Having been photographing Cameron on a wide-lense (16-35mm), I quickly switch to my second body which had a 70-200mm as I found myself a little further away than I would of liked as I was moved to one side by a Chinese secret service agent. As I started shooting, something appeared to be wrong. My exposure was all wrong and was exposing at nearly a second (see above). Far too long. Mild panic started to set in, as this was the big moment. It would be over in 30secs and knew I couldn’t miss it. I glanced down at the body looking for the problem. I noticed the settings wheel had been nudged off of its normal aperture-priority setting and onto manual, probably whilst I was shooting just before. I quickly flicked it back to where it was meant to be and was back to normal. Thankfully, I have come to know my equipment so well, I could change most settings blindfolded. All that practice on other shoots prepared me well to not panic and identify the problem and solve it quickly. This is a big part of what being a professional is about.

Hu Jintao, during meeting with British PM, David Cameron.

No sooner had I fired off a few frames, Cameron and Hu moved into the main meeting room and myself and the press pack, who I was now part of, followed. We had a few minutes stood behind a rope a few metres away from the meeting to get what we could. After that, we were all ushered out by security.

Official photograph of British Prime Minister David Cameron and Chinese President, Hu Jintao.

Standing outside of the meeting room, the adrenaline was still pumping from what was one of the most surreal shoots I have ever had. I put a lot of pressure on myself  to make sure I deliver for my clients. Combined with who these people were and the restrictions that were upon me, it made for quite an intense experience. At the end of the day, I was able to deliver the images I needed to my client and had the freedom to be a little creative with the pictures.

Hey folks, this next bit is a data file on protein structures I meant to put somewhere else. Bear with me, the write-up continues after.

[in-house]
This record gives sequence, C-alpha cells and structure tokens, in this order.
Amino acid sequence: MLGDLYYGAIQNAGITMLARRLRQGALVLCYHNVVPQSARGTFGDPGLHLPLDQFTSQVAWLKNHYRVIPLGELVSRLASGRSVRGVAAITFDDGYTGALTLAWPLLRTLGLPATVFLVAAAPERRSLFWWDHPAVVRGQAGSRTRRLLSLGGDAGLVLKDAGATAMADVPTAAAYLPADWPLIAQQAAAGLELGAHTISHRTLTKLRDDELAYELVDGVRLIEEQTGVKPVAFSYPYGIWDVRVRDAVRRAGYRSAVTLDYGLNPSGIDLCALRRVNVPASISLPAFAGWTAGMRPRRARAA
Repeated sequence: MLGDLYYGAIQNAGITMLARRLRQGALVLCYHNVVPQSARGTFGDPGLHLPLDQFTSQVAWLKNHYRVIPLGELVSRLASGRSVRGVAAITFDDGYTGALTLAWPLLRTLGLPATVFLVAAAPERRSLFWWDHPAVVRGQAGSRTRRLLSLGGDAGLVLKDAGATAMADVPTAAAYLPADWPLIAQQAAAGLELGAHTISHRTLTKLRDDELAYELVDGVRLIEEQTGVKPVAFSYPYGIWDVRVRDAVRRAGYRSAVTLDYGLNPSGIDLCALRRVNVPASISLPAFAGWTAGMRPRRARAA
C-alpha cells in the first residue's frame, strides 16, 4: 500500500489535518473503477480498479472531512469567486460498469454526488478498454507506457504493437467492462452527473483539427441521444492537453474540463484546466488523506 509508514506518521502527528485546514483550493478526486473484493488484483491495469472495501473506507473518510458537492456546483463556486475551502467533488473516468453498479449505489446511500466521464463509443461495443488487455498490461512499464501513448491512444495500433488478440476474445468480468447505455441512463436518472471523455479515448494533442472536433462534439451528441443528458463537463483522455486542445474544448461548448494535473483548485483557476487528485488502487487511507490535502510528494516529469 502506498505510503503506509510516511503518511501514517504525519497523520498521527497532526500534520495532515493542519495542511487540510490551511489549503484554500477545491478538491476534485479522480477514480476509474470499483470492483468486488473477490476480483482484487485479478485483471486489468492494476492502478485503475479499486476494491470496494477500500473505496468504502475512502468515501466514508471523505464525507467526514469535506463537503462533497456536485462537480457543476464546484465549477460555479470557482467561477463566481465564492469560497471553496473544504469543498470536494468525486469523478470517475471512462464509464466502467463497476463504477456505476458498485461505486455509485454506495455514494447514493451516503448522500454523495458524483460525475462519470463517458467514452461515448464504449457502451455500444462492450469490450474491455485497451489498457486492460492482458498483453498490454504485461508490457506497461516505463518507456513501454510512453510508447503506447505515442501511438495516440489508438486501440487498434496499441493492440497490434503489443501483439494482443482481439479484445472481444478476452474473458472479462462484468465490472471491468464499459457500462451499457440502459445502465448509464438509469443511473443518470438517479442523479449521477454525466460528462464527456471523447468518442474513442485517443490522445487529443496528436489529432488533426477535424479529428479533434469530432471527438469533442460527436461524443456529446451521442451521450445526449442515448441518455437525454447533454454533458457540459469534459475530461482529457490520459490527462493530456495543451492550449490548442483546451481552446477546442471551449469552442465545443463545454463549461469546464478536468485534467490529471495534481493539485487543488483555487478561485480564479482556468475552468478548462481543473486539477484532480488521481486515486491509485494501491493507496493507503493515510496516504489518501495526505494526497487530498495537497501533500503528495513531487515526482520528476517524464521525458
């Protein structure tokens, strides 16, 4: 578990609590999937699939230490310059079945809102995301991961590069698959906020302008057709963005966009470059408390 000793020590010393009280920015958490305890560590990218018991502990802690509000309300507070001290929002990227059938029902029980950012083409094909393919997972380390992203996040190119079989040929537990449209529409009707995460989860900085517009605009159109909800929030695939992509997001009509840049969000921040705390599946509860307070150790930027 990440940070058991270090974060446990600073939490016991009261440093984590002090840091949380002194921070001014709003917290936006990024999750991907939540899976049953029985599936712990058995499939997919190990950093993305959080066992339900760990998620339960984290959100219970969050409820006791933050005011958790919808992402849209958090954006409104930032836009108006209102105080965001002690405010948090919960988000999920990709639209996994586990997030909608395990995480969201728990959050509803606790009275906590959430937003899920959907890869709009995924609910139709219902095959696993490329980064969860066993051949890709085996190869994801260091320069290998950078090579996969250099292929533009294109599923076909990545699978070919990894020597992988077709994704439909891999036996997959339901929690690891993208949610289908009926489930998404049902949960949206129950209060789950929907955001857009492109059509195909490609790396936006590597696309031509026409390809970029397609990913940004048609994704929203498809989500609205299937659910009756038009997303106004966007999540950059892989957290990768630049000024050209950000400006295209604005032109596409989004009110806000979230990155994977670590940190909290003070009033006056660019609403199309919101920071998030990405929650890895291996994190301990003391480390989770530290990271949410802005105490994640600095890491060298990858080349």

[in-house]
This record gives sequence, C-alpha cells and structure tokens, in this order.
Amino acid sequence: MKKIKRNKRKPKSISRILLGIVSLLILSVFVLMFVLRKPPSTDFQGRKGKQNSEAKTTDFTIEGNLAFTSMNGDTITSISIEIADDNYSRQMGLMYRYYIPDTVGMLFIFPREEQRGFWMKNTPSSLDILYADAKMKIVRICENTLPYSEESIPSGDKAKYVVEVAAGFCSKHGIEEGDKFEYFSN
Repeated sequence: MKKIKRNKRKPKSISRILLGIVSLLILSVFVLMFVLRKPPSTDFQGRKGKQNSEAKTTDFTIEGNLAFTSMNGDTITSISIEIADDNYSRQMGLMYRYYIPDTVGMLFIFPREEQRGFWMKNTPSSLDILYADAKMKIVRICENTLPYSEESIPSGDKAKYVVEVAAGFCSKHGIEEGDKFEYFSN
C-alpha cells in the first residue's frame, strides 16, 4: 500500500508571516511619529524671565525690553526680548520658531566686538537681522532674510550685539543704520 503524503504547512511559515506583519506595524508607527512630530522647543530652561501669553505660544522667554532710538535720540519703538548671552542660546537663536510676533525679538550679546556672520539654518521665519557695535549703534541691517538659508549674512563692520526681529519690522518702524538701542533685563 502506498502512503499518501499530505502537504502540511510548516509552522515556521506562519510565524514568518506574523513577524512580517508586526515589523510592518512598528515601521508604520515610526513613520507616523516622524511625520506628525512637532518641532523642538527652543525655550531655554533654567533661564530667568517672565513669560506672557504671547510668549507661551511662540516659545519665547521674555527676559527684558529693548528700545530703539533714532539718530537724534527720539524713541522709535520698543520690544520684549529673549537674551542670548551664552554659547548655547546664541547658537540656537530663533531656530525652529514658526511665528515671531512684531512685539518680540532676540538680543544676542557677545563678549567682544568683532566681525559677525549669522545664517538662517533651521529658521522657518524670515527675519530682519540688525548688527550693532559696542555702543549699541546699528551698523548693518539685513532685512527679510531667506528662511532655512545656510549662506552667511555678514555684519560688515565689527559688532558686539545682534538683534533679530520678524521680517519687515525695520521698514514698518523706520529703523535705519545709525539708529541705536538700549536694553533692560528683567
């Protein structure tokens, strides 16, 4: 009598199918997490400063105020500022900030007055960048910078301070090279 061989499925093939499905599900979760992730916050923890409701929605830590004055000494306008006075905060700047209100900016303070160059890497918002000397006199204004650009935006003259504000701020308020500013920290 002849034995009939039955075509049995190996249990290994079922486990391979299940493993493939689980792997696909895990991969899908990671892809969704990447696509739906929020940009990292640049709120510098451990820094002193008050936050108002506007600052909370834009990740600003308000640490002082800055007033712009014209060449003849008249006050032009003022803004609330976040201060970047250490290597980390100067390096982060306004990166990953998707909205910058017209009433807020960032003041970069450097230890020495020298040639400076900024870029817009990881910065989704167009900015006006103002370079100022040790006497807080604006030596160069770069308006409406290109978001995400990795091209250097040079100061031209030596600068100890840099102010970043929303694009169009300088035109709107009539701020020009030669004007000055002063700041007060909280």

I certainly won’t forget the day I got to photograph (arguably, at the time of writing!) the most powerful person in the world.

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3 Comments

  1. Harry Barkema
    November 22, 2010

    Hi Sean,

    Here are the links we talked about:

    http://www.idfa.nl/industry.aspx

    http://www.geo.uu.nl/homegeosciences/research/researchgroups/environmentalsci/staff/profdrmjwassen/44777main.html

    Maybe you find the project below also an interesting way to raise money………….

    http://www.thesochiproject.org/home/?en

    Cheers,

    Harry Barkema
    barkema@chello.nl
    China Tel. number 13240712370

    ABOUT THE SOCHI PROJECT

    Save slow journalism